« Representing the “full measure of humanity”: Belén Garijo on the importance of increasing diversity in clinical trials | Main | Disrupting the gender binary: Barbara J. King on gender fluidity and queer rights »

12/22/2020

Comments

Feed You can follow this conversation by subscribing to the comment feed for this post.

anonymous

This Hillibilly(ark( 20syrman(in1977).He was married but affair young gal _? End up have two children?While Hillibilly man was in jail(burglary)and his younggal affair with his buddy had a baby then she end up give baby away to hillibilly's man sister .Throughout life had 4 boys and 4 girls live off Welfare(scamsHandouts&gambling) .Then Younggal 1990s affair another man got Pg claim it was his & but he got Tests DNA it wasnt his but Hillibilly-Gal try to Scam this man to give them money? This HillibillyYoungGal wildly jealous of her Hillibilly man if he so much talk to another gal She whip out her weapon of choice at this innocent lady .Hillibilly Young gal div/remarried Hillbilly man as a hobby lol For public purposes or Gal revenge on Hillibilly lol?Hillibilly man is buried family plot but HillbillyYounggal wed another man as soon Hillibilly is buried then She buried 60MILES AWAY IN ANOTHER CEMETERY?Their Children have record with the _& did they raise kids right ?So the moral of story ?Have heard of these people?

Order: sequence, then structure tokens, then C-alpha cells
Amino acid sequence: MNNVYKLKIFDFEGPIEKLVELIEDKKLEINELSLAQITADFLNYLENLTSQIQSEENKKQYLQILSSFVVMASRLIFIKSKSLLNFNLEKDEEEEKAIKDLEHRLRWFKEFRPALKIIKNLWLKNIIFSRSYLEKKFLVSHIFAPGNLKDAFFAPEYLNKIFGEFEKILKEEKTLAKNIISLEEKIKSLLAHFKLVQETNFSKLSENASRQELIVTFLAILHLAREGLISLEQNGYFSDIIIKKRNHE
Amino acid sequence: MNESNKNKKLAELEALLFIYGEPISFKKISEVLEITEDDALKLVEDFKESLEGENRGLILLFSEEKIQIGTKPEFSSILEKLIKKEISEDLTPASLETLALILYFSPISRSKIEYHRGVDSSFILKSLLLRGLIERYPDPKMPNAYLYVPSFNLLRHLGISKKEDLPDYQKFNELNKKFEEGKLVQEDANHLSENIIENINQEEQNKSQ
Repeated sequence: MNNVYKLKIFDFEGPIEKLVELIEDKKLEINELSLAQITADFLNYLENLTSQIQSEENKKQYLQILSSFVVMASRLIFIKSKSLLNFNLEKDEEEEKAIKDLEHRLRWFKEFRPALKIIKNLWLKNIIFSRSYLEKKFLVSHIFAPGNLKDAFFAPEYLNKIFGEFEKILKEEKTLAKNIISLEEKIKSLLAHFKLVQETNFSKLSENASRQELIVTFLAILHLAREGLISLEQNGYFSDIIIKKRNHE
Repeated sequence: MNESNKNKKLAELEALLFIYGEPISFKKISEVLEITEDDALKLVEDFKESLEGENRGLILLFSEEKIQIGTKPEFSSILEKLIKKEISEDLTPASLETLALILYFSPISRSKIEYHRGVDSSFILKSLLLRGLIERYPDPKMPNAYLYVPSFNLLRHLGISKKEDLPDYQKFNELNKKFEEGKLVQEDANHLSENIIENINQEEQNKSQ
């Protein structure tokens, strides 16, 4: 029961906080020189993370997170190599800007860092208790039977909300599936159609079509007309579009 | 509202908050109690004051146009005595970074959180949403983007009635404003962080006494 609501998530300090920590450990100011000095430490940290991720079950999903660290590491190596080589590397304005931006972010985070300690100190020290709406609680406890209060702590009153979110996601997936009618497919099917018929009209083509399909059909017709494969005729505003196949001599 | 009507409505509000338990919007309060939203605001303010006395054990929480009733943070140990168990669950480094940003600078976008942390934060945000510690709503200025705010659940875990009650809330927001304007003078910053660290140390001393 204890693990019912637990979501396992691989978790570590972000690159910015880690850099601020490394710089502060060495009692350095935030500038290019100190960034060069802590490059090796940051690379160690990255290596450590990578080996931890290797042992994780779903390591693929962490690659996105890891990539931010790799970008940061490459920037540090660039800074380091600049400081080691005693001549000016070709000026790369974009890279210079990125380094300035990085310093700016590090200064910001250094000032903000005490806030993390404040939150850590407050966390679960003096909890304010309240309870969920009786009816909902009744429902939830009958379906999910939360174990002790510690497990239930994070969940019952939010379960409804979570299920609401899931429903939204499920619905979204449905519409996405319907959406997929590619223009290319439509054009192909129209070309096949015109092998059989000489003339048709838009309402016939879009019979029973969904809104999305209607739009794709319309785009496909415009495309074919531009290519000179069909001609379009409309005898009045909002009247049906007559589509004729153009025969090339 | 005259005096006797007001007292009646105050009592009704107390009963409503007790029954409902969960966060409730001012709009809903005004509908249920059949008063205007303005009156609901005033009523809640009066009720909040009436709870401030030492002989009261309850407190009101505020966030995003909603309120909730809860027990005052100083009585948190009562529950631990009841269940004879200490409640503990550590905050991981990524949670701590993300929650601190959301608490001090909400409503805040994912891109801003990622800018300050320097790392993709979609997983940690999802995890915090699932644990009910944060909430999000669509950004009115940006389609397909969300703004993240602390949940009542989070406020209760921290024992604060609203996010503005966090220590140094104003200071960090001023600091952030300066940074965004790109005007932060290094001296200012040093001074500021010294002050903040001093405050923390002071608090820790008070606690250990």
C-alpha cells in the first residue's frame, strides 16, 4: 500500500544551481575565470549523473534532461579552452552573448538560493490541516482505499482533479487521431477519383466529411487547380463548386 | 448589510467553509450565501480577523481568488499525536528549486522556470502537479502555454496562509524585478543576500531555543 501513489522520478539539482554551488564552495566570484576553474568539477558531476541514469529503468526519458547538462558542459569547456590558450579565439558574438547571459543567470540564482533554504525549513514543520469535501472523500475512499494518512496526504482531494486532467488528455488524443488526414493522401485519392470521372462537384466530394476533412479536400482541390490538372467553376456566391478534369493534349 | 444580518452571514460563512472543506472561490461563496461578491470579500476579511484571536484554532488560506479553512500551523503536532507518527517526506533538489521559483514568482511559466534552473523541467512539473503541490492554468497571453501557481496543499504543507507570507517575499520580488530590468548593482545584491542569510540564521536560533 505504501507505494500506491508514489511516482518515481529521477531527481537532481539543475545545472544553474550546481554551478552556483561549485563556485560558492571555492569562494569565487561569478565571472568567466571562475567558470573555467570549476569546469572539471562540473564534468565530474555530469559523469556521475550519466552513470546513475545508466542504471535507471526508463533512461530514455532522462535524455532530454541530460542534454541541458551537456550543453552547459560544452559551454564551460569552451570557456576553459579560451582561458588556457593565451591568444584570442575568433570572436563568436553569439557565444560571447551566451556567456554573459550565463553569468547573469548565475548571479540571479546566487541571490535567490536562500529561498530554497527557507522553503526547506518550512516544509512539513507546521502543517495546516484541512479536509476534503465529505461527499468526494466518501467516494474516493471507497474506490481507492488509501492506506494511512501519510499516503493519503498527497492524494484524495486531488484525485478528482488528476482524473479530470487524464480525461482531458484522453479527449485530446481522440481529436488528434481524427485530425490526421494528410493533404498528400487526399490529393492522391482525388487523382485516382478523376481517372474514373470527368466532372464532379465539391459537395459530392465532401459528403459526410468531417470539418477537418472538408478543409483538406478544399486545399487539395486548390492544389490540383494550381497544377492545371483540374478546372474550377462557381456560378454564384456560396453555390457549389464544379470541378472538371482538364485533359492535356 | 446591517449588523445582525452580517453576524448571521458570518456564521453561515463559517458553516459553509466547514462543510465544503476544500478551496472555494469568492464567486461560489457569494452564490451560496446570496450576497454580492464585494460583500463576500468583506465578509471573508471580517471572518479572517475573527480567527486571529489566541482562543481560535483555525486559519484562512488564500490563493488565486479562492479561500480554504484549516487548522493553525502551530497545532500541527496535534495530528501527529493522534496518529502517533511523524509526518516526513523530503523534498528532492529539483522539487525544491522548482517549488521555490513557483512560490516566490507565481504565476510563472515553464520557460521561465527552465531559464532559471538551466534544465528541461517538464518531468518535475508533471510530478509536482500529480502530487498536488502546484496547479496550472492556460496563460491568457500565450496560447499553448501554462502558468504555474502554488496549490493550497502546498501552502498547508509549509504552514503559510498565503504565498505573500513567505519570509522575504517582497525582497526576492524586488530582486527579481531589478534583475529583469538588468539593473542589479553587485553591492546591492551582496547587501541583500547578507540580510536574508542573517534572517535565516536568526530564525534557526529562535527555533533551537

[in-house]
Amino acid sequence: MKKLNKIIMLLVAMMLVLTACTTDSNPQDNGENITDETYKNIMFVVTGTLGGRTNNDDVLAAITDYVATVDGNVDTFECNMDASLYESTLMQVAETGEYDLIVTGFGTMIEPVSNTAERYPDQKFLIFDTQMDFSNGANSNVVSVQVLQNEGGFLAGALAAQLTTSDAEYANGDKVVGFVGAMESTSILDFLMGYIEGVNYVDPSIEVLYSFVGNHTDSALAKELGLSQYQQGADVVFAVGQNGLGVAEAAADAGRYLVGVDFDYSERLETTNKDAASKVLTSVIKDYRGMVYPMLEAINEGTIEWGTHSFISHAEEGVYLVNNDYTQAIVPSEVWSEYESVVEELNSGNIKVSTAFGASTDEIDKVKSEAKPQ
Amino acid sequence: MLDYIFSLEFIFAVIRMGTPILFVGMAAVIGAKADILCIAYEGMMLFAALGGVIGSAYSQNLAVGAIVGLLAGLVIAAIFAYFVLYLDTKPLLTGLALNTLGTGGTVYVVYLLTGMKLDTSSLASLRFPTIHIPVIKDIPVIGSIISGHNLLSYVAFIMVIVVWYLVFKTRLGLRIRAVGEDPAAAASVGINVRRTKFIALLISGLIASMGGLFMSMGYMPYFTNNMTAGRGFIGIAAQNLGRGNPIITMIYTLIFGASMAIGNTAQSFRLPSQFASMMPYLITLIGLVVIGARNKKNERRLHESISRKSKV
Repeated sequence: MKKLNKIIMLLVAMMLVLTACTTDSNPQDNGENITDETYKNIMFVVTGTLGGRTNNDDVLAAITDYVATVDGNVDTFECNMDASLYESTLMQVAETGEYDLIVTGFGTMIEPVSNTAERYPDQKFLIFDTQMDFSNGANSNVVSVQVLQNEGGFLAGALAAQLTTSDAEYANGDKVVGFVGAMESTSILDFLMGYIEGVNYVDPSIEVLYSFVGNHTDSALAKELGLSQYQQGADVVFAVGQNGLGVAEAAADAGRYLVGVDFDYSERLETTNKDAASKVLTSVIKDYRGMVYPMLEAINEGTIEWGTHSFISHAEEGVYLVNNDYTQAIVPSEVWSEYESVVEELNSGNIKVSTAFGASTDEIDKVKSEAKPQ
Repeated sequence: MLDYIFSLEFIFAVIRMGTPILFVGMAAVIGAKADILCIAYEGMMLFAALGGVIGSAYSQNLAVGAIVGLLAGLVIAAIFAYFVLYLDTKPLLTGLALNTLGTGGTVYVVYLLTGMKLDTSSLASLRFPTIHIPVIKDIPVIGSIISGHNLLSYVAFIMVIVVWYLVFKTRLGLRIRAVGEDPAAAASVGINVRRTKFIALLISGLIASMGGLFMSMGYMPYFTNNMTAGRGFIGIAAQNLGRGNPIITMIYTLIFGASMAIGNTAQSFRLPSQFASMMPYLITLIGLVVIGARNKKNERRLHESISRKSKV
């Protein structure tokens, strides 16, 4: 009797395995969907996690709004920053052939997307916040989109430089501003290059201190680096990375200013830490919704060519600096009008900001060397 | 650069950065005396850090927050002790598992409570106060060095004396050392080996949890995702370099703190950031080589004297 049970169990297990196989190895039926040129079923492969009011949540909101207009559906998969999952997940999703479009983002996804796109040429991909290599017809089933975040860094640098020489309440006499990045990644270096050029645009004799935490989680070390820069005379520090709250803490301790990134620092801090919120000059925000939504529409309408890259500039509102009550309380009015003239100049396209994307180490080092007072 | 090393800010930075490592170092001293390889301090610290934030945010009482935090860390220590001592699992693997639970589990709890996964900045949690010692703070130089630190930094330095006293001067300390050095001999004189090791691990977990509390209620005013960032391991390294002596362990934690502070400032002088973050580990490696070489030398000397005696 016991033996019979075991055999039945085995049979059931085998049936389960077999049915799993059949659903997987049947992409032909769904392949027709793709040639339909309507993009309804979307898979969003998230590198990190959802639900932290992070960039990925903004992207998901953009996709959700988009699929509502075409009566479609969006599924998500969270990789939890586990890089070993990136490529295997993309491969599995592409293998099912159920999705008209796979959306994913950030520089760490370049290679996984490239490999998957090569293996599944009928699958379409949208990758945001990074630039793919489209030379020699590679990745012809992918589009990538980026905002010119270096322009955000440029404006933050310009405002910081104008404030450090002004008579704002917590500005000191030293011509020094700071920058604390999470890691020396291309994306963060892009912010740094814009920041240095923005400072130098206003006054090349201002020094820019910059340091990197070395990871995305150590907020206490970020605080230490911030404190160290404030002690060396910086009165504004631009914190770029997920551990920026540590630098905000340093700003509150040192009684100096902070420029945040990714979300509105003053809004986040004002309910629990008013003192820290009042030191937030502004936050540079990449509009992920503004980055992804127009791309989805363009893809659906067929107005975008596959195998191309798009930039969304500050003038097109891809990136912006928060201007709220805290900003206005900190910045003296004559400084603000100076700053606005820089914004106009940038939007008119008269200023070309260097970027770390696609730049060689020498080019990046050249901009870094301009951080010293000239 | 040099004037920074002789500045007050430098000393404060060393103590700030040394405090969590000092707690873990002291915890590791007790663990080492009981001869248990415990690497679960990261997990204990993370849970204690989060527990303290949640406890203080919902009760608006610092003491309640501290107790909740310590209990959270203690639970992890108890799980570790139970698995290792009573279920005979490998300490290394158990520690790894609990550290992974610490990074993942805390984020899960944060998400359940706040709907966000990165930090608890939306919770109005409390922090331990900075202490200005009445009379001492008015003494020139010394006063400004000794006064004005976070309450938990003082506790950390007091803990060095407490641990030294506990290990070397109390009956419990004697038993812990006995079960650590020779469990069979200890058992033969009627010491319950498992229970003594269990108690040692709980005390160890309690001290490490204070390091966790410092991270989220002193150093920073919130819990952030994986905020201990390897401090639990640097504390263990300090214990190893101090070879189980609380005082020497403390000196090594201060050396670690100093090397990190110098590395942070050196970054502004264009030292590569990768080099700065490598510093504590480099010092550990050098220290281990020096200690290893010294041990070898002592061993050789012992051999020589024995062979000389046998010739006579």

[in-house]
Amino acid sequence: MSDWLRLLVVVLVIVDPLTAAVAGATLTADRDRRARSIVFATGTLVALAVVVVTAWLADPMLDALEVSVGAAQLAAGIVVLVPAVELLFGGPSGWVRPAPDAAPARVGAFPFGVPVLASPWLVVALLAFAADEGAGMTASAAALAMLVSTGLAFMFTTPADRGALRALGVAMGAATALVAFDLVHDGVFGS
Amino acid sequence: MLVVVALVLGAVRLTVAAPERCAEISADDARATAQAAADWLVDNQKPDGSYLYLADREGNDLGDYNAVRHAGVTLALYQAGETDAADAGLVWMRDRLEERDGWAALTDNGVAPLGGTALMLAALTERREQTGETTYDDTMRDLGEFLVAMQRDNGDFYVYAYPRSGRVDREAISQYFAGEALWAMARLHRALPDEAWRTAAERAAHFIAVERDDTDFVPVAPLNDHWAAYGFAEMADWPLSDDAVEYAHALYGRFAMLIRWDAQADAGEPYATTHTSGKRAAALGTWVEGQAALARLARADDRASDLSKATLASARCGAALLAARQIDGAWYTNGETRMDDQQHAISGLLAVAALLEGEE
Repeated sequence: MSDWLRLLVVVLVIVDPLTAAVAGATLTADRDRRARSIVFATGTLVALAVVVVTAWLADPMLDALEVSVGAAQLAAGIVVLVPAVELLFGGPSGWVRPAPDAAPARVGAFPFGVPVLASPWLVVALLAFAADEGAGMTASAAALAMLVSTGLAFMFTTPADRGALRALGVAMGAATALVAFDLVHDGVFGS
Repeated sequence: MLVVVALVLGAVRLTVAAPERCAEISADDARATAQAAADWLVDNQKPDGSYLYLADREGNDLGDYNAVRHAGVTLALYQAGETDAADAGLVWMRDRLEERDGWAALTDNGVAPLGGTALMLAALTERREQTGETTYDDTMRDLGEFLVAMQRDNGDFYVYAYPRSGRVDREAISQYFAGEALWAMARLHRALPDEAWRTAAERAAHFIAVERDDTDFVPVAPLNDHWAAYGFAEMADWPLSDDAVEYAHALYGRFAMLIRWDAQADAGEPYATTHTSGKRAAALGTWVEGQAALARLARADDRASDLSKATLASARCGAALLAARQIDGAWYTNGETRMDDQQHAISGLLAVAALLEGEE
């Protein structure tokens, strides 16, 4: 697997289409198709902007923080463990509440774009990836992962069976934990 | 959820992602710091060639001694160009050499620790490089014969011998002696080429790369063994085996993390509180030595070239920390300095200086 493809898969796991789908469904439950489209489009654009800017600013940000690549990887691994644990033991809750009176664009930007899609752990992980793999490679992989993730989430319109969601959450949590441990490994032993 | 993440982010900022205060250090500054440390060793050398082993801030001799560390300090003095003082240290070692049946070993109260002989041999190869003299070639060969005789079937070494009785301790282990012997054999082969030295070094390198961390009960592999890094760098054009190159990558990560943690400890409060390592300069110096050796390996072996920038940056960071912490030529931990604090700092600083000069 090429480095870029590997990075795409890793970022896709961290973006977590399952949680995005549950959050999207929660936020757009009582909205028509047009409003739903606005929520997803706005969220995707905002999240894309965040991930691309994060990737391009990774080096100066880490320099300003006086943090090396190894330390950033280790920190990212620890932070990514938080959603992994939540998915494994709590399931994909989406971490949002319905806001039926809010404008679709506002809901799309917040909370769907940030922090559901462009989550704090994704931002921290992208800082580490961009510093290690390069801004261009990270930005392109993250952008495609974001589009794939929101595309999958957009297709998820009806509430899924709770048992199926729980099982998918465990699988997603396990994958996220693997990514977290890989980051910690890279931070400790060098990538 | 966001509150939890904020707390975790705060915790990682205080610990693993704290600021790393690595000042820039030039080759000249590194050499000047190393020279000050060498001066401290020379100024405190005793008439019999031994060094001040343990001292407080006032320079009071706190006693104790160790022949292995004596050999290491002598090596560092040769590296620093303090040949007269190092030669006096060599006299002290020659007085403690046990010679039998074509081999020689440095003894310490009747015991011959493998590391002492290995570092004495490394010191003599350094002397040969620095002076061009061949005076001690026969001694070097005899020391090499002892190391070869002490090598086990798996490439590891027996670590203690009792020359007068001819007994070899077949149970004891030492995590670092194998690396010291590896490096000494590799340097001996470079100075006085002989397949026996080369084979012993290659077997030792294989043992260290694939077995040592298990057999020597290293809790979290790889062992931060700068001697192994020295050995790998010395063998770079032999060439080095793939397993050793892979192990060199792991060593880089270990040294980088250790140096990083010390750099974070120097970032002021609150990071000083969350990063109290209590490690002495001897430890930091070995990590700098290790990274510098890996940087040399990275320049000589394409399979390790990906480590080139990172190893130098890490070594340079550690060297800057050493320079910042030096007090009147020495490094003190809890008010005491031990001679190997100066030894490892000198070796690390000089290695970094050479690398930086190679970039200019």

Jayla Hasan

The premise of the argument relates to the validity of published reviews from sources of critics and those of popular reviews. Lisa Pruitt substantiates her views through her elite education and an article written detailing that the objective of the story or its perception was all wrong.Pruitt utilizes her socioeconomic class and gender as a determining factor to litigate her claims. Pruitt references her credibility based on education, profession,and work background.

Melis

It’s Harder Than It Looks